It is a strange thing that the referred to as “religious leaders” (leaders of what, who knows) seem totally incapable of facing or even understanding truth. To call for more religion as an answer to the growing horror of religiously inspired violence is astonishingly silly as would be expected from a magic sky fairy believer.

  • 1859

    ‘Political responses to the problems of religiously-motivated violence and extremism, at home and overseas, must also recognise that solutions will not be found simply in further secularisation of the public realm.’
    What utter crap! Just look at what this sentence is really implying:- Secular politics alone can’t solve religious violence, we therefore need even MORE religion in the world in order to solve the problem of religious violence.
    It’s like saying this virus is destroying my healthy body, but I don’t need medicine to stop the virus, no, I need MORE of the virus! Which is why we should ignore these arch-idiot-bishops and the nonsense they peddle.

  • Simon

    @1859 Be careful with your analogies because Loius Pasteur discovered that immunisation against disease can be done with an “infection” of the troublesome microbial agent. Not sure if that applies to viral infections but don’t give the pious the chance to twist your words to their advantage.
    OT … I was listening to Axp on YouTube last night. If you want to be shaken to your core by the gullibility and stupidity of the pious give it a listen. Search for Dillahunty or Axp Austin to find stacks of clips an episodes where the idiocy of the religious is on display.

  • Alan Rogers

    Tony Blair and Ruth Kelly set up hundreds of sectarian schools (aka faith schools) as a response to the “9/11” and “7/7” atrocities. The Tories have expanded this lunacy even further. Segregating children and then indoctrinating them into competing religions spells social and civic disaster. And now we have (and seem likely to retain) an Anglo-Catholic PM.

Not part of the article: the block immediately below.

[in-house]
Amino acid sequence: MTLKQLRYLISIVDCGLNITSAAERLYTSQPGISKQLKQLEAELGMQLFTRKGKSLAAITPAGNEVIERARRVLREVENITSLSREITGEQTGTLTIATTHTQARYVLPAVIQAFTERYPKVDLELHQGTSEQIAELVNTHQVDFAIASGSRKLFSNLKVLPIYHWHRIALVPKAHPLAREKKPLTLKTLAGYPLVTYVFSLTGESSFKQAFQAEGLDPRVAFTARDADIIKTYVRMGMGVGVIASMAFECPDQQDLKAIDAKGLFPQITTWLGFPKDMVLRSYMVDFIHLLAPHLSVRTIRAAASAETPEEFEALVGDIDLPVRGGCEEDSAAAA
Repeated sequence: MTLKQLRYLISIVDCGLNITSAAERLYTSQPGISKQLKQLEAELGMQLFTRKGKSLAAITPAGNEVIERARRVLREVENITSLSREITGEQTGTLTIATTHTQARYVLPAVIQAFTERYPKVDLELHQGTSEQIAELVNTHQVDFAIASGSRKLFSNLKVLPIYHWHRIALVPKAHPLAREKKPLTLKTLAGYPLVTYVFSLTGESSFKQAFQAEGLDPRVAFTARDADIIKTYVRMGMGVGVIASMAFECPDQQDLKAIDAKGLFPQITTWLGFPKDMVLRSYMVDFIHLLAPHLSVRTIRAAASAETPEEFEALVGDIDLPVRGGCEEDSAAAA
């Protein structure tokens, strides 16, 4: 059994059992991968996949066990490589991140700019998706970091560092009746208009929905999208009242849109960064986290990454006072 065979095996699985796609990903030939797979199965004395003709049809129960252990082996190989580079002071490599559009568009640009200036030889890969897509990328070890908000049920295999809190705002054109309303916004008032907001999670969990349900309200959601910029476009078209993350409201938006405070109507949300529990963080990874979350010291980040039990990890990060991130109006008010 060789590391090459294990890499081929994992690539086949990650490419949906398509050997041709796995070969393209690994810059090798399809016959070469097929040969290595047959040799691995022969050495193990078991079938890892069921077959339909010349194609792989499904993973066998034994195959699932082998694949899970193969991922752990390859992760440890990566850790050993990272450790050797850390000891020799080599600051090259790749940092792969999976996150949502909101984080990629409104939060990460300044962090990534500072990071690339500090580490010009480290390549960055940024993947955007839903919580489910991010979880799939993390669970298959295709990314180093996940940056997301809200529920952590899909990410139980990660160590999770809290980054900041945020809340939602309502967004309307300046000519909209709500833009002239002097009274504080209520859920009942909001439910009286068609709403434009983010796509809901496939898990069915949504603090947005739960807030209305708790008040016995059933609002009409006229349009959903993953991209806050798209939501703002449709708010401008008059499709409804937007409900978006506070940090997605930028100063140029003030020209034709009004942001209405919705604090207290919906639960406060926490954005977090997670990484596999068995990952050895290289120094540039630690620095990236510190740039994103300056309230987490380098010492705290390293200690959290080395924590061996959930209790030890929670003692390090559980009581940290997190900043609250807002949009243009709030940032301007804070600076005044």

• Jenna

    This is why Terry Sanderson is right and here is the latest proof to be added to billions of other cases…
    Jakarta governor Ahok found guilty of blasphemy – BBC News

  • Brian Jordan

    The CofE is just jealous. Just as we were nicely getting it off our backs, Muslims appeared who were visibly far more pious. This made the CofE sick, yea even as a parrot, and now they want a bigger slice of the action again.

  • gedediah

    I think this can be regarded as a rear guard action. They are being slowly squeezed out of the public arena and lash out every now and again. The long term trend seems to be headed in the right direction.

  • barriejohn
  • The churches, especially anglican ones, are slowly going under the waves, The occupants are leaving in the lifeboats whilst the remaining crew shout and wave, hoping to be noticed and rescued. They also grab on to as many buoyancy aids (schools, government influence etc.)as they can to help keep them afloat. I could carry the analogy further but I think the point is there – those who are drowning wave and shout the most vigorously.

  • Jenna